General Motors (GM) won’t dismiss any more employees related to the company’s handling of a faulty ignition switch that killed as many as 13 people, CEO Mary Barra said Tuesday.
“We feel we’ve taken the appropriate actions as it relates to the ignition switch recall,” Barra told reporters prior to the annual shareholders meeting in Detroit.
GM fired 15 employees and disciplined another five after an investigation by attorney Anton Valukas found ongoing incompetence and neglect when it came to dealing with the faulty automobiles. Engineers and legal experts at the company failed to grasp the severity of the problem, Valukas said, which resulted in GM taking almost a decade to recall 2.59 million cars linked to the deaths.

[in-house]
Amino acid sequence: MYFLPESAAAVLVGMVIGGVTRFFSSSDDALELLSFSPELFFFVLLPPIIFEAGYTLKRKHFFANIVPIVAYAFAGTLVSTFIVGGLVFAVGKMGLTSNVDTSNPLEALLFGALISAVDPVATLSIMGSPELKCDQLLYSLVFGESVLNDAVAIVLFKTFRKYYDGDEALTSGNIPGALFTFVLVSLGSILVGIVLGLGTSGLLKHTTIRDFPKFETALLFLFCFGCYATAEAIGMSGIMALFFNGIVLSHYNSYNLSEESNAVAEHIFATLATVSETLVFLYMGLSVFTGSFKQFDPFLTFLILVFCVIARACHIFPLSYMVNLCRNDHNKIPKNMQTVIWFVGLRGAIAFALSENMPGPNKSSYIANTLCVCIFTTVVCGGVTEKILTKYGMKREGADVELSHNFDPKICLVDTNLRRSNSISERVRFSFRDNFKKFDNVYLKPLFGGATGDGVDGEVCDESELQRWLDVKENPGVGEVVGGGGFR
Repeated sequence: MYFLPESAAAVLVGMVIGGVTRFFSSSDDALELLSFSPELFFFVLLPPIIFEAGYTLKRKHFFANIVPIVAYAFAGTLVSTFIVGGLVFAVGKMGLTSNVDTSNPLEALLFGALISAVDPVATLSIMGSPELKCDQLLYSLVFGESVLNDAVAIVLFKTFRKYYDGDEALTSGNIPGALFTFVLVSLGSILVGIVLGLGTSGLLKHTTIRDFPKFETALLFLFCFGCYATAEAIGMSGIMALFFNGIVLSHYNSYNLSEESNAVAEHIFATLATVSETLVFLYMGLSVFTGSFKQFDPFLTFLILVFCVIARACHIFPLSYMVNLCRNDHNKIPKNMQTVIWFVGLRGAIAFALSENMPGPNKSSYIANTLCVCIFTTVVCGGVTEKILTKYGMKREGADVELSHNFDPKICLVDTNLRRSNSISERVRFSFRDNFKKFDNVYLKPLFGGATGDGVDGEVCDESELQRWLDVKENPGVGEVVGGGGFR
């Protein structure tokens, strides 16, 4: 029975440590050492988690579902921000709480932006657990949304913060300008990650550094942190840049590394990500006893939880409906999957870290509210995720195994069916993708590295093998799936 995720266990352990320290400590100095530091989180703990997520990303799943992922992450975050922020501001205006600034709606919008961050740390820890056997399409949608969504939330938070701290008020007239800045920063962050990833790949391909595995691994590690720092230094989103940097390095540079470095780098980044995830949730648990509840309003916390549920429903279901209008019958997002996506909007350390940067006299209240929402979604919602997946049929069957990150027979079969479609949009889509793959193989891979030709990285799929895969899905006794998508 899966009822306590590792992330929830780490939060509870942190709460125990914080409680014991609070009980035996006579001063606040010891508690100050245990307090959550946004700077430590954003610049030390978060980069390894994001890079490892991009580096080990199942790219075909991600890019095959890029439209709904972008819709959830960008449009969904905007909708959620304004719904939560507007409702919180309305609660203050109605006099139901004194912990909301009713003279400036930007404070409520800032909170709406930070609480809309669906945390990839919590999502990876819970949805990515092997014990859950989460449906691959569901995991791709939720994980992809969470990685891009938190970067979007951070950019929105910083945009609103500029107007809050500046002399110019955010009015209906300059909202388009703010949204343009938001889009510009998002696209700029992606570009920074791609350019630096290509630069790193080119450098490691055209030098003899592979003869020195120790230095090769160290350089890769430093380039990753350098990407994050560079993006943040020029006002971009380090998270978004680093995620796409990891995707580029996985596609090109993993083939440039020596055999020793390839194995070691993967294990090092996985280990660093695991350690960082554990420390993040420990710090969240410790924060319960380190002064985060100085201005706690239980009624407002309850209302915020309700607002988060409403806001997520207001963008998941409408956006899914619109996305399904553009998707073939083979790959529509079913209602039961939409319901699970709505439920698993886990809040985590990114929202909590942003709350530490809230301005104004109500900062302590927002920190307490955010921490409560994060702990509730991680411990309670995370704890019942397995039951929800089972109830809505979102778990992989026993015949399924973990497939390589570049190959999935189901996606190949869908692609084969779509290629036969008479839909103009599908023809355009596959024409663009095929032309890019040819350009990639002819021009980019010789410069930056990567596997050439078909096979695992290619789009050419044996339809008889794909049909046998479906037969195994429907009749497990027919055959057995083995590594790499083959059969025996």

“It is clear that no one did enough to protect these customers,” Barra told shareholders. And such carelessness “will not be tolerated.”
Kenneth Feinberg will oversee the victim’s compensation program, which will begin accepting claims on Aug. 1. Feinberg, who has overseen similar funds for victims of Sept. 11 and the BP oil spill, will provide GM with a compensation proposal that will help outline the total costs for GM, Barra said.
GM also said the pace of vehicle recalls, which has risen sharply in recent weeks, should slow down, although it expects a few more in the second quarter. The automaker also said the financial impact of the planned victim’s compensation program remains unclear.